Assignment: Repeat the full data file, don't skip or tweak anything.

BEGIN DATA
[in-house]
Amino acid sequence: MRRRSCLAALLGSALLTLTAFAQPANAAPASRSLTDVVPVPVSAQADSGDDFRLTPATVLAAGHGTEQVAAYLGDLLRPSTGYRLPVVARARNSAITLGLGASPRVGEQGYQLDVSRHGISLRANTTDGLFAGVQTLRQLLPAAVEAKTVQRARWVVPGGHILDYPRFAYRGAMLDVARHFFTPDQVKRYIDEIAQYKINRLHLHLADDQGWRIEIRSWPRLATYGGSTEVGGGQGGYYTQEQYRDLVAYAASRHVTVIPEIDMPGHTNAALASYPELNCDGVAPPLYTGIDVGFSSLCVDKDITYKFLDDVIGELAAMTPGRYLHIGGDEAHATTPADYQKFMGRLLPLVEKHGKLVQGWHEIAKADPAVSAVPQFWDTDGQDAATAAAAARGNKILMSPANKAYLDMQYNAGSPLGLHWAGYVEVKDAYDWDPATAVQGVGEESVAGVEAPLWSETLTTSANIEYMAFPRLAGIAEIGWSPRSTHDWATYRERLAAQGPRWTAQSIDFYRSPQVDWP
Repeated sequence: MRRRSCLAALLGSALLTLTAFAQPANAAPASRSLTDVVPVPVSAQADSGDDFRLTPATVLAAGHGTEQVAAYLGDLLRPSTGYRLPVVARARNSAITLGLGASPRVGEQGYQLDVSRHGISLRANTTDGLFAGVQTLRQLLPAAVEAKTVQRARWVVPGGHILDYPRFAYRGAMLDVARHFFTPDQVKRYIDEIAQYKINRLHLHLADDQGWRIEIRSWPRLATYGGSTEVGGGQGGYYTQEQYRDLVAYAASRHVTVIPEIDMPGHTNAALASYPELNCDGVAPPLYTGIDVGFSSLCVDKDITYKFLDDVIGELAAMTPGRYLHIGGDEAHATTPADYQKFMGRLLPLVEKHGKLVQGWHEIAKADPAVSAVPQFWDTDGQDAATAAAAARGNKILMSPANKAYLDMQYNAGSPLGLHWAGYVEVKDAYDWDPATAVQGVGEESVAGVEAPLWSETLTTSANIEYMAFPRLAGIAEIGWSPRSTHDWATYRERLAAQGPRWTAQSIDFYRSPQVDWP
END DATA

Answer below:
[in-house]
Amino acid sequence: MRRRSCLAALLGSALLTLTAFAQPANAAPASRSLTDVVPVPVSAQADSGDDFRLTPATVLAAGHGTEQVAAYLGDLLRPSTGYRLPVVARARNSAITLGLGASPRVGEQGYQLDVSRHGISLRANTTDGLFAGVQTLRQLLPAAVEAKTVQRARWVVPGGHILDYPRFAYRGAMLDVARHFFTPDQVKRYIDEIAQYKINRLHLHLADDQGWRIEIRSWPRLATYGGSTEVGGGQGGYYTQEQYRDLVAYAASRHVTVIPEIDMPGHTNAALASYPELNCDGVAPPLYTGIDVGFSSLCVDKDITYKFLDDVIGELAAMTPGRYLHIGGDEAHATTPADYQKFMGRLLPLVEKHGKLVQGWHEIAKADPAVSAVPQFWDTDGQDAATAAAAARGNKILMSPANKAYLDMQYNAGSPLGLHWAGYVEVKDAYDWDPATAVQGVGEESVAGVEAPLWSETLTTSANIEYMAFPRLAGIAEIGWSPRSTHDWATYRERLAAQGPRWTAQSIDFYRSPQVDWP
Repeated sequence: MRRRSCLAALLGSALLTLTAFAQPANAAPASRSLTDVVPVPVSAQADSGDDFRLTPATVLAAGHGTEQVAAYLGDLLRPSTGYRLPVVARARNSAITLGLGASPRVGEQGYQLDVSRHGISLRANTTDGLFAGVQTLRQLLPAAVEAKTVQRARWVVPGGHILDYPRFAYRGAMLDVARHFFTPDQVKRYIDEIAQYKINRLHLHLADDQGWRIEIRSWPRLATYGGSTEVGGGQGGYYTQEQYRDLVAYAASRHVTVIPEIDMPGHTNAALASYPELNCDGVAPPLYTGIDVGFSSLCVDKDITYKFLDDVIGELAAMTPGRYLHIGGDEAHATTPADYQKFMGRLLPLVEKHGKLVQGWHEIAKADPAVSAVPQFWDTDGQDAATAAAAARGNKILMSPANKAYLDMQYNAGSPLGLHWAGYVEVKDAYDWDPATAVQGVGEESVAGVEAPLWSETLTTSANIEYMAFPRLAGIAEIGWSPRSTHDWATYRERLAAQGPRWTAQSIDFYRSPQVDWP